Forty years ago, my parents were forced to flee their home in Uganda when the dictator Idi Amin came to power. Pushing nationalist “Uganda First” policies, Idi Amin ordered the expulsion of all people of Indian descent from the country within 90 days or risk being shot on spot. The dictator baselessly blamed ethnic Indians — many of whom were Ugandan citizens — of stealing jobs during a time of economic uncertainty. Even though two generations of my family had lived in Uganda, my parents’ religion and national origin put them at risk.
My parents applied to several nations for refugee status, but received one heartbreaking rejection letter after another. Then, with the dictator’s ninety day window drawing near, a letter came that literally saved their lives. “You’ve been accepted,” it said, “to the United States of America.”
Upon reaching America’s shores, my parents did what so many generations of immigrants and political refugees had done before them. They worked hard day and night, saved every extra dollar, and helped their daughters seize every opportunity afforded to them by this great nation. They saw me grasp tightly to the American dream and serve my country as a lawyer, an activist, as the Deputy Public Advocate here in New York City, and now as the CEO of Girls Who Code, a national nonprofit dedicating to closing the gender gap in technology.
Their journey affirms the central promise of America — that this is a place where if you work hard, you can have a fair shot at success and give back to the nation that gave you a chance. It’s this promise of America that Mr. Trump, through his executive orders last Friday, has put at risk.
It’s frightening to consider the parallels of what’s unfolding in America right now and what my parents faced in Uganda four decades ago. Just like then, people today are being told that closing our borders and closing our hearts to those struggling and striving abroad is the only way. We’re being told that America is a zero sum game — that the dreams of immigrants come at the expense of those native born and that the religious freedom of some threatens the security of others. But we know this is a lie. We know it because we see the contributions of refugees and immigrants in our everyday lives as our neighbors, teachers, doctors, and police officers. We know it because we see it in immigrant-founded companies like Google or Intel that have created new jobs for all Americans. I know it because I saw it in my parents putting in extra work hours every night so that my sister and I could have a shot. When Mr. Trump shuts people out, he robs all Americas of the boundless potential and opportunity core to every refugee’s imagination.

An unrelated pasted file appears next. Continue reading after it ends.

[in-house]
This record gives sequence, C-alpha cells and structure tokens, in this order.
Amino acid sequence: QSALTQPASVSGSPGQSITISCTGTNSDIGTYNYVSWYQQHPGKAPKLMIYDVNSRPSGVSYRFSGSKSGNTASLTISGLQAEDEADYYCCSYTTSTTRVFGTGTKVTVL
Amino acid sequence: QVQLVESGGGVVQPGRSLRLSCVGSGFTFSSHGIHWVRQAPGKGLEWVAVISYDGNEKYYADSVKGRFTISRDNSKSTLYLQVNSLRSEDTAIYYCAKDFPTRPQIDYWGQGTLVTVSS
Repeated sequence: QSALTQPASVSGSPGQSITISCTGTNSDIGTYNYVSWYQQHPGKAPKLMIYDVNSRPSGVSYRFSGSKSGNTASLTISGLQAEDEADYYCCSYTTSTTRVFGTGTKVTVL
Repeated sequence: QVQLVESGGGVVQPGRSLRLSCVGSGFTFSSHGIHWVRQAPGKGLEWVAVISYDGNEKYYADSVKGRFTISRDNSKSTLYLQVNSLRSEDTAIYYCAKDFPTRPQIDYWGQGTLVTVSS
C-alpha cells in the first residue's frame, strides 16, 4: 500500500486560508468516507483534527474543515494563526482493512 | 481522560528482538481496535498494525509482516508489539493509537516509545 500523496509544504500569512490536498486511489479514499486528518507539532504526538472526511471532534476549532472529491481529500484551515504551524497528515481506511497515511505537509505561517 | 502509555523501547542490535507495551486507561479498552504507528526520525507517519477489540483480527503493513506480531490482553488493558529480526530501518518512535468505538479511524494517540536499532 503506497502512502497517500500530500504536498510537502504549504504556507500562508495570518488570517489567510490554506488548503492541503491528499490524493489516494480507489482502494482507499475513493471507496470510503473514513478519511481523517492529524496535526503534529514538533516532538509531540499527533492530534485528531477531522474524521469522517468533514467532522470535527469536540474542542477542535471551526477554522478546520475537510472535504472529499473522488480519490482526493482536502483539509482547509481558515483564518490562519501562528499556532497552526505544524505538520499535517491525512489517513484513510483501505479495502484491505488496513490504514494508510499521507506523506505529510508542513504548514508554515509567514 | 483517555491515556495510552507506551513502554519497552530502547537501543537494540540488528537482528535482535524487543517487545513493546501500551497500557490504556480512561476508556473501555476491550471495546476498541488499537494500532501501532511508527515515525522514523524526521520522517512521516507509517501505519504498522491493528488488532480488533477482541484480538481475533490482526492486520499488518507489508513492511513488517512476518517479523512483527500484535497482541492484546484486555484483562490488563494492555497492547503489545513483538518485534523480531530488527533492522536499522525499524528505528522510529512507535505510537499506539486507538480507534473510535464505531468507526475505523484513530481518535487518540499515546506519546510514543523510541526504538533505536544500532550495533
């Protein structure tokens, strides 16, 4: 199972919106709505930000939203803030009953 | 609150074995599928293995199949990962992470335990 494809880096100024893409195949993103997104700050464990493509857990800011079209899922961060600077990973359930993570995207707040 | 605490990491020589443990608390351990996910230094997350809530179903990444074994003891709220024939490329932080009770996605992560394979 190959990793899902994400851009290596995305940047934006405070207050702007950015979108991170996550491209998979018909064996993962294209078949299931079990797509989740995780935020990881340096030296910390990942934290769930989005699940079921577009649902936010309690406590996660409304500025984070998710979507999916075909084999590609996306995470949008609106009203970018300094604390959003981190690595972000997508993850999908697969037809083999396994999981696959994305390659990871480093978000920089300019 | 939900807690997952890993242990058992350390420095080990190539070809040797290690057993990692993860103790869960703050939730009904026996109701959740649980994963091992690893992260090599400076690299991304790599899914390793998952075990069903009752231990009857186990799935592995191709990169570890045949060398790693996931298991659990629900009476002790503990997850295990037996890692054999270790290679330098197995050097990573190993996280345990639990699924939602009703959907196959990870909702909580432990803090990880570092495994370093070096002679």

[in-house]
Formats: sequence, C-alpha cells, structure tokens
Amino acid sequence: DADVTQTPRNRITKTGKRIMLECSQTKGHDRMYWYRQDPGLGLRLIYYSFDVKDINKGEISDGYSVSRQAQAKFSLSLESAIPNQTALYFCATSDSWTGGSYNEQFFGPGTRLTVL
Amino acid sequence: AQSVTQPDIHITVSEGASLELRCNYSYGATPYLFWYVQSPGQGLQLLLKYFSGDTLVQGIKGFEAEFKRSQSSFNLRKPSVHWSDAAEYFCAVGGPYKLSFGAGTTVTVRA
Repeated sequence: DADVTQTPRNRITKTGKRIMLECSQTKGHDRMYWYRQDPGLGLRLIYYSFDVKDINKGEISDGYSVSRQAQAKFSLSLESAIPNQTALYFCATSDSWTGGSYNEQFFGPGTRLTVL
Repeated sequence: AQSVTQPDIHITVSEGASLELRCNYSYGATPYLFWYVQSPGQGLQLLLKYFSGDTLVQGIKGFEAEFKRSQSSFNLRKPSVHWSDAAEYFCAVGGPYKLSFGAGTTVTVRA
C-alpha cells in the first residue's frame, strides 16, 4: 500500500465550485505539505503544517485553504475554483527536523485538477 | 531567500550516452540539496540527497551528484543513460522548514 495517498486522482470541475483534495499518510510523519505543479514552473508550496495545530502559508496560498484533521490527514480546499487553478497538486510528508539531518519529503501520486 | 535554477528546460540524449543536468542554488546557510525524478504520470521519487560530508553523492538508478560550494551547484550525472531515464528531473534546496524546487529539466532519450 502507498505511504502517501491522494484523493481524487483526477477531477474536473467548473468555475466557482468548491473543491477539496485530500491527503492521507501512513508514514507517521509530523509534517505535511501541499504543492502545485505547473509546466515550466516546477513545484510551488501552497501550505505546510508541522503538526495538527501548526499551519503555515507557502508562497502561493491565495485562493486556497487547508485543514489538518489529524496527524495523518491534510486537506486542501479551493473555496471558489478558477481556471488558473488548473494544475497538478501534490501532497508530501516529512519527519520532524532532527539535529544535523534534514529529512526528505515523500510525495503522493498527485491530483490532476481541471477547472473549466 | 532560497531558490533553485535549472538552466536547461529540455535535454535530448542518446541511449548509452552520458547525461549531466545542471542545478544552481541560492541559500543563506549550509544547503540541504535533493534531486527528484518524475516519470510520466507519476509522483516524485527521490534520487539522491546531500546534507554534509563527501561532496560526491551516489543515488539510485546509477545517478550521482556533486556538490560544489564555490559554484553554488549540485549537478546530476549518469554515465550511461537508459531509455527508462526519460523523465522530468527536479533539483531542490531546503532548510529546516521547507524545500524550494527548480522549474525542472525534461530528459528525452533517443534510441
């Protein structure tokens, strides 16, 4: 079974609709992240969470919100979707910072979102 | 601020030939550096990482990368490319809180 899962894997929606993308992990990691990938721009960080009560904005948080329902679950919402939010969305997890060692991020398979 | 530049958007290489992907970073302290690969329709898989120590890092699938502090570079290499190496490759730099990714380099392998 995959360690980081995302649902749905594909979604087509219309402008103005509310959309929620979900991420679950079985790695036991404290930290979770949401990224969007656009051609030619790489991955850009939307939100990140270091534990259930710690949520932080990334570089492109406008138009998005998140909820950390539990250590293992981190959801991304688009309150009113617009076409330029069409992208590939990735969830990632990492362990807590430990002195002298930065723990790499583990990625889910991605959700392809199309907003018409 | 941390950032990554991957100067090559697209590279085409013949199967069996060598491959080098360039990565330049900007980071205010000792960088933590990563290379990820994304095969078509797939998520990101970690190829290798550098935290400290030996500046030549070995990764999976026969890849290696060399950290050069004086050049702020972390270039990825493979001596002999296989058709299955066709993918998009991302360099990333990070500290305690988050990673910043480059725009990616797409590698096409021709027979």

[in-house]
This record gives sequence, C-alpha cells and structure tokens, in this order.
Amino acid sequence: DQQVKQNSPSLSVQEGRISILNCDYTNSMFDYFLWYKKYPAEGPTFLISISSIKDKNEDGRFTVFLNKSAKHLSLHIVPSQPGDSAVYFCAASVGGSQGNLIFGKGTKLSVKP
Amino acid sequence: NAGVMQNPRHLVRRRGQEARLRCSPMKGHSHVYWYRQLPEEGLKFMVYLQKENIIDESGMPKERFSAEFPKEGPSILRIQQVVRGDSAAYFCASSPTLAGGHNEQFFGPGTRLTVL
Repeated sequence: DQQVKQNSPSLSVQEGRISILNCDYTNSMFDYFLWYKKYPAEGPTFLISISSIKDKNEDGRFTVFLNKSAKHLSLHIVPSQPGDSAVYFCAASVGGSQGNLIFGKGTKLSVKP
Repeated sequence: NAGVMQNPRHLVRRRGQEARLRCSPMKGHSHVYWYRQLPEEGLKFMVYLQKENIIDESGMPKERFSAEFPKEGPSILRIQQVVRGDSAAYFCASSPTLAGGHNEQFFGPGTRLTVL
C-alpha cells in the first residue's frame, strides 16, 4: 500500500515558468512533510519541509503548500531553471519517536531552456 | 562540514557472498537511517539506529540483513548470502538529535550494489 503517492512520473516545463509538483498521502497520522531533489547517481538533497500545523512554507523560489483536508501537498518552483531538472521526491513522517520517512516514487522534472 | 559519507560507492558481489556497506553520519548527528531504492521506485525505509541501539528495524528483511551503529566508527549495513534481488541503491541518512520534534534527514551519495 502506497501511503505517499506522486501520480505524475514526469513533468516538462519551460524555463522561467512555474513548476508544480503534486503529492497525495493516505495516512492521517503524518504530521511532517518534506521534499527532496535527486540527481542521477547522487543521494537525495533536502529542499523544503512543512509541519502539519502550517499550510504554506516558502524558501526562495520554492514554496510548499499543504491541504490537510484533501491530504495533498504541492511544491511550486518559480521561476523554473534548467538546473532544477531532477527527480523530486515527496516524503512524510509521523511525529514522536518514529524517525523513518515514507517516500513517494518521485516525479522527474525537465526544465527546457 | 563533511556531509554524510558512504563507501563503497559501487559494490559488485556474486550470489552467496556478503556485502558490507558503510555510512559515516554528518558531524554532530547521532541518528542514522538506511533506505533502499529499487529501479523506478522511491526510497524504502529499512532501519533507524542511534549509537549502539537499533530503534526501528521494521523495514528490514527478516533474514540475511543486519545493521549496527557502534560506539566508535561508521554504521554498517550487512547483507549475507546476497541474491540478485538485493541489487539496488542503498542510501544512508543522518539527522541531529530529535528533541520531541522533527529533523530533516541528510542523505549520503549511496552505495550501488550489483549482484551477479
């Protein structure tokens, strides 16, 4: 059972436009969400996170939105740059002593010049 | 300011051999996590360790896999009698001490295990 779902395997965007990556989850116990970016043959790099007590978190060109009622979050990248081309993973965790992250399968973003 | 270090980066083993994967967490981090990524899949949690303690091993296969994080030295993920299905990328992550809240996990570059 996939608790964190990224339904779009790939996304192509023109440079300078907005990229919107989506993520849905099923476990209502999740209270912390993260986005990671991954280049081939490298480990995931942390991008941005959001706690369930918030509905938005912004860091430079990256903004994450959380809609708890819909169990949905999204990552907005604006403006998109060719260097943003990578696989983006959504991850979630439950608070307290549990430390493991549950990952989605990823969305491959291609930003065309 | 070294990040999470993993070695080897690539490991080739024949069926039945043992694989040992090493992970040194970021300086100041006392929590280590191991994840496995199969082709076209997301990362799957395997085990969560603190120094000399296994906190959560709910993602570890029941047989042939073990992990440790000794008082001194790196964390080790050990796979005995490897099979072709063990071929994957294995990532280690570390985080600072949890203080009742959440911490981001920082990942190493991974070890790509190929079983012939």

I love this country for saving my parents lives. My pursuit of public service only exists because this nation gave my parents political asylum and a shot at a new life. I never take for granted how lucky I am to be an American and what a privilege it is to spend each day at a nonprofit dedicated to helping the next generation of girls achieve their dreams. My journey, as the daughter of refugees, shows what refugees and the children of refugees can create for all Americans.
Today, many Americans are understandably worried about how they will find their way in a world that is undoubtedly changing faster than ever before. There is a seductive simplicity in Donald Trump’s vision to build walls and ban refugees to protect American interests. But we must always remember that we create far greater opportunity for all Americans when we enable the creativity and entrepreneurial spirit of people globally to take root here. If Donald Trump were president in 1973 when the dictator Idi Amin expelled my parents from Uganda, I would never have gotten the chance to make an impact right here in America. I am not alone. There are countless refugees who have been allowed to come to this country, and their children and their children’s children have made enormous contributions to the fabric of American society. Yet, Mr. Trump would deny us this chance.
We must stand up and fight for an America that welcomes young doers and dreamers, instead of categorically denying entry to so many simply based on their religion or country of origin. The very promise of America that saved my parents life is at stake and we cannot afford to lose it now.
Read the original article on CNBC.com: http://www.cnbc.com/2017/02/03/trump-refugee-ban-putting-promise-of-america-at-risk-commentary.html